Do you ever pull out your holiday decorations to discover some looking worn, broken or needing repairs? And, I’m not just talking about lights not working, LOL! Before packing them away last year, I finally got around to updating and refreshing my Christmas wreaths as I had envisioned them.
That amounted to 12 faux evergreen wreaths in need of some degree of holiday love. Eleven of the wreaths are displayed outside on the front of my Georgian Colonial style home. One large Christmas wreath adorns the front door. Ten more hang from ribbon on the outside of windows.
All the wreaths are exposed to harsh winter elements — wind, snow, rain, ice and strong sun exposure. Dry rot is another problem; from storing holiday decorations in the attic over many years. Over time, ribbon and bows fade, become stiff, crack and tear. Florist wire rusts. And, faux evergreen wreaths begin to drop “needles” just like live greens.
Tastes change too. Or, perhaps the color paint on the front door, shutters or house. But, who has the time or inclination in late November and early December to redo Christmas wreaths and other decorations? Bah humbug! The “secret” to finding the time, is to work on the Christmas wreaths in January — post-holiday — to ready for the following year. It’s also when you can take advantage of great sales on materials and decorations.
In this post, I illustrate how I decorated a chandelier in my dining room for the fall season.
It follows the same basic process as the kitchen light fixture; outlined in Decorate a Chandelier for Fall in 3 Easy Steps.
I pull out the garlands and embellishments around mid September and leave both decorated chandeliers up through Thanksgiving.
A few key differences between the light fixtures impact the design and materials used.
The decorated chandelier in the dining room is brass, versus a painted one in the open kitchen. It’s also a much more formal setting. And, the brass chandelier has two tiers of candles, with nearly double the number of arms.
So, let me show you how I applied the same basic process to create a unique design for the dining room’s decorated chandelier. (more…)
In anticipation of hosting a gang for Thanksgiving, I decided to create some sweater pumpkin fall decor to incorporate into table centerpieces and decorate the house.
As I often do before starting a new craft project, I went to Pinterest for ideas and instructions.
So many bloggers have made an incredible array of decorative fabric pumpkins! Everything from luxurious velvet to flannel shirts — and just about everything in between.
I decided to recycle an old angora sweater and several socks with holes in the heels. Because the once beautiful sweater was looking it’s age, I rarely wear it anymore. I also don’t foresee going to the expense of having it dry cleaned again. So, I was delighted to find a new use for it.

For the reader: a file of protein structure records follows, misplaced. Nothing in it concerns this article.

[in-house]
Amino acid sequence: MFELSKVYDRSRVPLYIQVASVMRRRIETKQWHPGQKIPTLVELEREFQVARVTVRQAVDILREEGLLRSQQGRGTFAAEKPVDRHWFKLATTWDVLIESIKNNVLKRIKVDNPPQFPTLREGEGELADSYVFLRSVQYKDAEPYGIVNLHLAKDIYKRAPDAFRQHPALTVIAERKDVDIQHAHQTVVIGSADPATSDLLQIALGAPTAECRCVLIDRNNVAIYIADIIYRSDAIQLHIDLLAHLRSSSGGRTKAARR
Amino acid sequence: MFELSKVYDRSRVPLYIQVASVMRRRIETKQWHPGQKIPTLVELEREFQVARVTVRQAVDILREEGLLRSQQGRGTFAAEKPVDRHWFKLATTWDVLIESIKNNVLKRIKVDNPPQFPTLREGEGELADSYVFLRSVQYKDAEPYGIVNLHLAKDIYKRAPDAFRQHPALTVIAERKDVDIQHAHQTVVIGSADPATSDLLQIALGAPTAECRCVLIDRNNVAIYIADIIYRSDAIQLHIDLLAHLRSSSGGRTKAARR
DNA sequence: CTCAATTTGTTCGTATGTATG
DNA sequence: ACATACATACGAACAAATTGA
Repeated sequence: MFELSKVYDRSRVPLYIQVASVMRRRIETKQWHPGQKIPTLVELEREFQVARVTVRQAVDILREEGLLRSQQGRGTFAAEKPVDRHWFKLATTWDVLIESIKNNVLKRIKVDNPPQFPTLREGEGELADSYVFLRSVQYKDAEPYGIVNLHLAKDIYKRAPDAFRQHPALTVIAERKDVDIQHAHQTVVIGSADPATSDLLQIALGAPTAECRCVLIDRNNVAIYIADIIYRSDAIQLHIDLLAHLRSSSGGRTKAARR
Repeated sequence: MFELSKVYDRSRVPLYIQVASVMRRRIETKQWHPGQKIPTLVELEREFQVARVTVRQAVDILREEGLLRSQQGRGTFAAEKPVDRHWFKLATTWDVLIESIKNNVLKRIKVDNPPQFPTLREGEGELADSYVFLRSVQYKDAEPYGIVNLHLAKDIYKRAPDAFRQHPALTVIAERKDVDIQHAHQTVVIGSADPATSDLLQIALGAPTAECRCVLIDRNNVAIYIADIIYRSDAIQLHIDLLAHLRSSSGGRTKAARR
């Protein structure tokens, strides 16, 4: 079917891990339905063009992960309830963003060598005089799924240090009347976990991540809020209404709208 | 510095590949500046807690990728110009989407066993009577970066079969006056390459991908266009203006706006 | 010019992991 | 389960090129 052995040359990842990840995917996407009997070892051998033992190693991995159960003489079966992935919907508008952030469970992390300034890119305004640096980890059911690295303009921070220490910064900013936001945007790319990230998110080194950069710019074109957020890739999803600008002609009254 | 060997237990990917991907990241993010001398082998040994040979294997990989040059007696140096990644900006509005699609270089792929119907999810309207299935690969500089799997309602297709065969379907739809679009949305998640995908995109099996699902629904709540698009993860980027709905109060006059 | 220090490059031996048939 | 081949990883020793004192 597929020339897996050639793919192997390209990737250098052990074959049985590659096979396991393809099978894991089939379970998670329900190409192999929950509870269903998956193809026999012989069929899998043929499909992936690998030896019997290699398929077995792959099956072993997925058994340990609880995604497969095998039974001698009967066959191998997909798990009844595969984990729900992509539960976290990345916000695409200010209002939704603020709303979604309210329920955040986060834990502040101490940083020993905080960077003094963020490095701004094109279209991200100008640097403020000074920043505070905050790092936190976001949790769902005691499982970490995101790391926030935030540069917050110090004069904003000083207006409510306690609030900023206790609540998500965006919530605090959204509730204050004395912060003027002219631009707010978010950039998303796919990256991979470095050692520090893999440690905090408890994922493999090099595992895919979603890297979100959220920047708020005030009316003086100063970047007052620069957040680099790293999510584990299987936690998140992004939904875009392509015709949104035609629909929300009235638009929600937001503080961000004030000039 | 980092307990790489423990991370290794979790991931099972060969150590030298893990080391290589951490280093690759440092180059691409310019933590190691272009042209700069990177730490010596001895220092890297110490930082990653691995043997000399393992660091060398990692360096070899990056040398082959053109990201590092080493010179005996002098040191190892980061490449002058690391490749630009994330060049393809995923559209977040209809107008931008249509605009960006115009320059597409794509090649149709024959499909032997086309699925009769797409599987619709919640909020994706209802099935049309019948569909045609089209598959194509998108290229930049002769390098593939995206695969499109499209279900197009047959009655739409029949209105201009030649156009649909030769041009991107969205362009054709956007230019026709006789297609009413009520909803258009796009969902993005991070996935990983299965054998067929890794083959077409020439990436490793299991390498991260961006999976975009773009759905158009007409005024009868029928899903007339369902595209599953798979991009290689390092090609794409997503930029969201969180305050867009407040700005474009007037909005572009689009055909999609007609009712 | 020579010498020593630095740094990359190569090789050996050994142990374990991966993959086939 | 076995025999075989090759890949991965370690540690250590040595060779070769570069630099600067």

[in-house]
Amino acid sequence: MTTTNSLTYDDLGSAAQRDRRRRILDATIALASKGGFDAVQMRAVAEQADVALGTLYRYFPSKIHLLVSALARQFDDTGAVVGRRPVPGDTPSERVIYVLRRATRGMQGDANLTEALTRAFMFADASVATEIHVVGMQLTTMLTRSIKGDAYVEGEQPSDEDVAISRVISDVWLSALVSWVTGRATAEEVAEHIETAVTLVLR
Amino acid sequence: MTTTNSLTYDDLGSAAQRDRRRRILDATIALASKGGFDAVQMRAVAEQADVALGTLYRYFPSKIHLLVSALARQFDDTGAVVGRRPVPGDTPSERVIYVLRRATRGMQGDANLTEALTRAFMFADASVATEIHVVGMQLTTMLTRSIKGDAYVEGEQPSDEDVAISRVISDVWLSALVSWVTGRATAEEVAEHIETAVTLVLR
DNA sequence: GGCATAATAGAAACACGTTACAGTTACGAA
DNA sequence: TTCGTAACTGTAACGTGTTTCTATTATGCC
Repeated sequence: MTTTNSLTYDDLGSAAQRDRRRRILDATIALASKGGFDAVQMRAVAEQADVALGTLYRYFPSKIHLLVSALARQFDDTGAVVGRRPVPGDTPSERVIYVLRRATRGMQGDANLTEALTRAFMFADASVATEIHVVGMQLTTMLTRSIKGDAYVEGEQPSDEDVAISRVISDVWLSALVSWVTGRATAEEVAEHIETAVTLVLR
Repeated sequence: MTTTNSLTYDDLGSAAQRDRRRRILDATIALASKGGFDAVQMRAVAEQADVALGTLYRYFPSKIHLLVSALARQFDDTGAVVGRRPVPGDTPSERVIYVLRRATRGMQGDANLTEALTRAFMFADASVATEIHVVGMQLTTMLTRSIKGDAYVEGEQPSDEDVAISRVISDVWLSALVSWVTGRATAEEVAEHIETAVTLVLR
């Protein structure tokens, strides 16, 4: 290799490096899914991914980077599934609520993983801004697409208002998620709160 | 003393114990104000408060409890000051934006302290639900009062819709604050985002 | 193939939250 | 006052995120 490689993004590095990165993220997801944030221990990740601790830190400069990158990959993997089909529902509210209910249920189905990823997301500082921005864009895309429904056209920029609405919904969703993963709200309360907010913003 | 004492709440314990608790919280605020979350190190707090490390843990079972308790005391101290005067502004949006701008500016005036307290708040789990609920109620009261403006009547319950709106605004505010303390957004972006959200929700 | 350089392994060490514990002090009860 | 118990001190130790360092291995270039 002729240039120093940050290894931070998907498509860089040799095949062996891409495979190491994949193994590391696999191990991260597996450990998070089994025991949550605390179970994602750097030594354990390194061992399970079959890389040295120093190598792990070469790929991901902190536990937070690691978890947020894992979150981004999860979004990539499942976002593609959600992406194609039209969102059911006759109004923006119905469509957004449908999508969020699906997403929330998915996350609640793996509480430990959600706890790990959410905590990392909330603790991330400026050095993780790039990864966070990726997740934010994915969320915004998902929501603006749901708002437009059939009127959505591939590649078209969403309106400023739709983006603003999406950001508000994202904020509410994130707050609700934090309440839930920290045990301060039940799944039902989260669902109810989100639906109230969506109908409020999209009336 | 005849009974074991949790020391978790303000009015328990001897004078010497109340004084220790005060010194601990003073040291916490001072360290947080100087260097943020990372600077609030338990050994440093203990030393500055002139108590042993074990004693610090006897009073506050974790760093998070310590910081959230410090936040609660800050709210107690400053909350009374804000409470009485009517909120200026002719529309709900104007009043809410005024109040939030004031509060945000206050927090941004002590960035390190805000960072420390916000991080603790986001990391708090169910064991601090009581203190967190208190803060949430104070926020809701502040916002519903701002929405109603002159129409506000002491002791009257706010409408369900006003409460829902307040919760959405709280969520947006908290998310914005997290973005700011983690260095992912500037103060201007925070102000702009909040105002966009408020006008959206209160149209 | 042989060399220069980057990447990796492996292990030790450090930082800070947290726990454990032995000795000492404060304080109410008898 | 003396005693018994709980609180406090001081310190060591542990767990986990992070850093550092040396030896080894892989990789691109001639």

In all, I made a total of ten sweater pumpkins to share with you. Although not a tutorial (there are plenty available online), I’ll explain how I put mine together.
Recently, a number of people remarked on the Halloween skeleton decoration I had taken Mr. Bones from to create a Jaw Dropping Chandelier.
In case you missed it, the decorated light fixture was part of a Spooktacular Skeleton at the Feast Halloween Table scene.
Did you enjoy the tablescape blog hop? Visit many of the other Halloween settings? There were a number with a skeleton theme, and it was fun to see all the different interpretations.
Luckily, I had taken photographs as I deconstructed the It’s a Scream tabletop display. With my own noggin not being what it once was, I wasn’t sure I’d remember how to reassemble it someday, LOL!
So, let me show you how easy it is to create your own Halloween skeleton tabletop display. Use it to decorate a buffet, entry, or fireplace. A smaller version would work well on a coffee table or as a centerpiece.
With fall arriving so late again this year, I’ve had to hurry-up and get Halloween stuff out of storage and decorate the house. I also added spooky elements to transition from a fall to halloween chandelier in the kitchen.
Underlining the spine-tingling look, is the Decorate a Chandelier for Fall in 3 Easy Steps from last year.
I’ve embellished the light fixture to accompany a Skeleton at the Feast table set beneath it. It’s all part of this month’s Halloween Tablescape Blog Hop, when I join twenty other stylists presenting festive to fearless seasonal interpretations.
My decorated Halloween chandelier and tablescape offer both tricks and treats for guests at the feast!
Adding a skeleton, skulls and bones is a fast and easy way to create a little campy fun. Let me show you how I did it.
Fall season finally arrived over the weekend — hurrah!
But the week before, temperatures were still a toasty mid to high eighty degrees. Regardless, I planted mums and placed large pumpkins on either side of the front door and on the back porch. Because company was coming, I waited until the last minute, hoping they wouldn’t roast in the heat.
Hubby and his brother ran Pittsburgh’s annual Great Race. Mr. Buzz has run the 10K many times, but missed it the last two years because we were on vacation in Spain and Greece. It was his brother’s first time running the hometown race.
My sister-in-law and I took the trolley into town to cheer them on. Luckily it was a cloudy morning, which helped keep the temperatures from overheating runners . Afterwards, we walked into Market Square to enjoy brunch al fresco. Later that evening we ate outdoors again at a local brewing, enjoying seasonal flavor beers and delicious BBQ.
Despite the heat, I’ve been delving into fall season crafts, decorating the house, and cheering on our favorite football teams. (more…)